A recent GAO case on protest costs looked at whether costs were reimbursable centered around whether a Buy American Act waiver was properly applied in the procurement process. As you likely know, the Buy American Act is something many contractors (especially supply and construction contractors) must deal with in their contracting process, and getting a waiver or an exception often may be critical to a proposal. This case arose from a protest seeking costs, but it is still a great opportunity for contractors to better understand the limits of a waiver or exception of the Buy American Act and GAO’s expectations surrounding such an action.
In the events underlying Unico Mechanical Corporation – – Costs, B-420355.5, (Mar. 24, 2023), the Army initially awarded a contract to McMillen, LLC, but the award was protested by Unico Mechanical Corporation, alleging that the Army improperly waived the Buy American Act requirements, and improperly evaluated Unico’s proposal. After the filing of the Agency Report, Comments, and a Supplemental Protest, the Agency filed a Notice of Corrective Action, which led to the GAO case being dismissed, and Unico requesting costs related to the Bid Protest. The case being discussed here is basically the assessment of whether Unico is justified in receiving costs related to the bid protest that resulted in corrective action.
GAO, when determining whether costs for a bid protest are reimbursable, must determine if an agency “unduly delayed taking corrective action in the face of a clearly meritorious protest.” Thus, GAO has to look at whether the protest grounds were so clearly correct or meritorious, that the Agency didn’t need to wait so long for corrective action. This leads to GAO often diving deep into the standards of the legal theories at issue, such as they did here with the Buy American Act. Thus, this case gives contractors and SmallGovCon readers a glimpse into what GAO expects of Buy American Act waivers and documentation.
In the procurement process at issue in the underlying case, eventual awardee McMillen relied on the use of foreign materials for two 90 inch butterfly valves and one hydraulic power unit (“HPU”). McMillen asked for the Army to waive the Buy American Act for these specific items. Initially, the Agency denied McMillan’s request and, as expected, documented their rationale for the denial. Then during discussions, at the Agency’s request, McMillan submitted additional information in attempt to support its previously denied Buy American Act waiver request. However, the Agency did not document its analysis of this additional information, nor were there indications that such a waiver was granted to McMillen prior to their award of the contract. As GAO summarized it: “In short, the record demonstrates that the agency awarded a contract to McMillen knowing that McMillen’s proposal relied on foreign construction material, but without granting a Buy American Act waiver, and without documenting a determination that a Buy American Act exception applied.” Despite this, after McMillen was awarded the contract, the Agency issued a modification to the contract adding the butterfly valves and HPU to the list of material exempted from the Buy American Act requirements.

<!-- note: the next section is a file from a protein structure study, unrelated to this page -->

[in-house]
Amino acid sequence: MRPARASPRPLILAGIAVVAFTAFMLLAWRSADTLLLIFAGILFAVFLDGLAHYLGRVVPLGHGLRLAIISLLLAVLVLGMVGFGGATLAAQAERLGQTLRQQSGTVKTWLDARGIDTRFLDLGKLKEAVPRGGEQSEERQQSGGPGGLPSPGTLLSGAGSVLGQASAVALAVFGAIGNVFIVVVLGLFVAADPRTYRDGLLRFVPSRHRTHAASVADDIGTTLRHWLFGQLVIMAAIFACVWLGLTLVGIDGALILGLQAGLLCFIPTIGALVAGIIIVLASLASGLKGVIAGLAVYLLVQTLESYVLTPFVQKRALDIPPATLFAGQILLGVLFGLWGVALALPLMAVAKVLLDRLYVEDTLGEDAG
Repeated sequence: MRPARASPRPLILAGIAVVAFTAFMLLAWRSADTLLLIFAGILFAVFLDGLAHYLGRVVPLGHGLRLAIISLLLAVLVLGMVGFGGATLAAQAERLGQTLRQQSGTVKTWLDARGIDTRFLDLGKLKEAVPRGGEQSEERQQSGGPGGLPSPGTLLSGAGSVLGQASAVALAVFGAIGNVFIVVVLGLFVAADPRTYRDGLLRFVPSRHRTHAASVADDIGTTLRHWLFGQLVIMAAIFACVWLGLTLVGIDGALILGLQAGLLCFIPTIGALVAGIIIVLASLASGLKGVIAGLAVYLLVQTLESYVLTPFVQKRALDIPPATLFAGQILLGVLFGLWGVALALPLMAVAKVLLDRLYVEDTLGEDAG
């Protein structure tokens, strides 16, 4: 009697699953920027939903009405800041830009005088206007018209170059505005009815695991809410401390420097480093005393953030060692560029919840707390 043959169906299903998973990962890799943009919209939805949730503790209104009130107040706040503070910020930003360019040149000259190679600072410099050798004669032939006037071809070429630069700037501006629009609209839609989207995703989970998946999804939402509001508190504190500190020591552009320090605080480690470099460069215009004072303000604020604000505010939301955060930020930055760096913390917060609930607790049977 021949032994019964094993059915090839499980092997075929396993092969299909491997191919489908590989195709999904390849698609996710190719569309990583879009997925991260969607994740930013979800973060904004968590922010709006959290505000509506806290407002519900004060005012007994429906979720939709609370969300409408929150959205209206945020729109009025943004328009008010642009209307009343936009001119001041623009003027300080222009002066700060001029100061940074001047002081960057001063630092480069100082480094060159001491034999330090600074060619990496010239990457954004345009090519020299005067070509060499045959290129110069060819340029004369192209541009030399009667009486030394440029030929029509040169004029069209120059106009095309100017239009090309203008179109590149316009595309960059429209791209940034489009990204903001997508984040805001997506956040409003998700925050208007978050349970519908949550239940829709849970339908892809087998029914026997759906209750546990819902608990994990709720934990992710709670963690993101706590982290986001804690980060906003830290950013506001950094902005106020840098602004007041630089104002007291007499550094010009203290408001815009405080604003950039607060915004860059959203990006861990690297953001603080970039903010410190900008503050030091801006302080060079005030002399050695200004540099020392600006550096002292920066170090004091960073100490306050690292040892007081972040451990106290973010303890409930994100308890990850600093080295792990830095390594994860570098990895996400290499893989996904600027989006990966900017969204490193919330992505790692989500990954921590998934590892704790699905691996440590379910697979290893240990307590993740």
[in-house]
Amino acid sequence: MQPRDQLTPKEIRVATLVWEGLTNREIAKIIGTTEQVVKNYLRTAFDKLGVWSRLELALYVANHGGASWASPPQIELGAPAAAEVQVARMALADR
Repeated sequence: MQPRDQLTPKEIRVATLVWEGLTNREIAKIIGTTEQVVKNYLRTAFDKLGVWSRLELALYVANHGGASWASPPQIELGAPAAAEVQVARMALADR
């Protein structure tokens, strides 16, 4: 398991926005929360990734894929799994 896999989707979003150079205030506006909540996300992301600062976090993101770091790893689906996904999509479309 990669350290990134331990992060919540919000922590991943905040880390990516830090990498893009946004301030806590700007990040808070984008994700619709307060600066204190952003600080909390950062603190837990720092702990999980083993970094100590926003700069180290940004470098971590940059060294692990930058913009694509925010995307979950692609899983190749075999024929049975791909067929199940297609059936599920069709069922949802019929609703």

GAO, when reviewing the record, noted that the procurement itself incorporated FAR 52.225-9, of the Buy American Act, which requires the use of domestic (i.e., American) construction material. But FAR 52.225-9 also contains certain exceptions that the contracting officer could apply if they determine that any of the specific exceptions listed could apply. In addition to these exceptions, contractors may request waivers of the Buy American Act prior to contract award, under FAR 52.225-10. McMillen, in its waiver request, argued that the cost of the domestic material was unreasonable, which under the waiver would mean that domestic manufacturer costs exceed the costs of acquiring those same materials from a foreign source by 20%. As part of this request for a waiver, contractors are expected to supply detailed information backing up their assertions, and for this specific waiver, include a “reasonable survey of the market.”
There was at least one offeror who requested a waiver for butterfly valves stating that they were not available from domestic manufacturers at a reasonable cost. As such, the Agency conducted market research, contacting manufacturers, including the eventual protestor, Unico. The Agency discovered and documented that Unico and two other domestic manufacturers had indicated the ability to manufacture the butterfly valves in compliance with the Buy American Act. Accordingly, the CO documented that “there are sufficient resources existing to allow contractors to comply with the Buy American [Act] requirements” for the butterfly valves. Consequently, the solicitation did not list any Buy American Act waivers.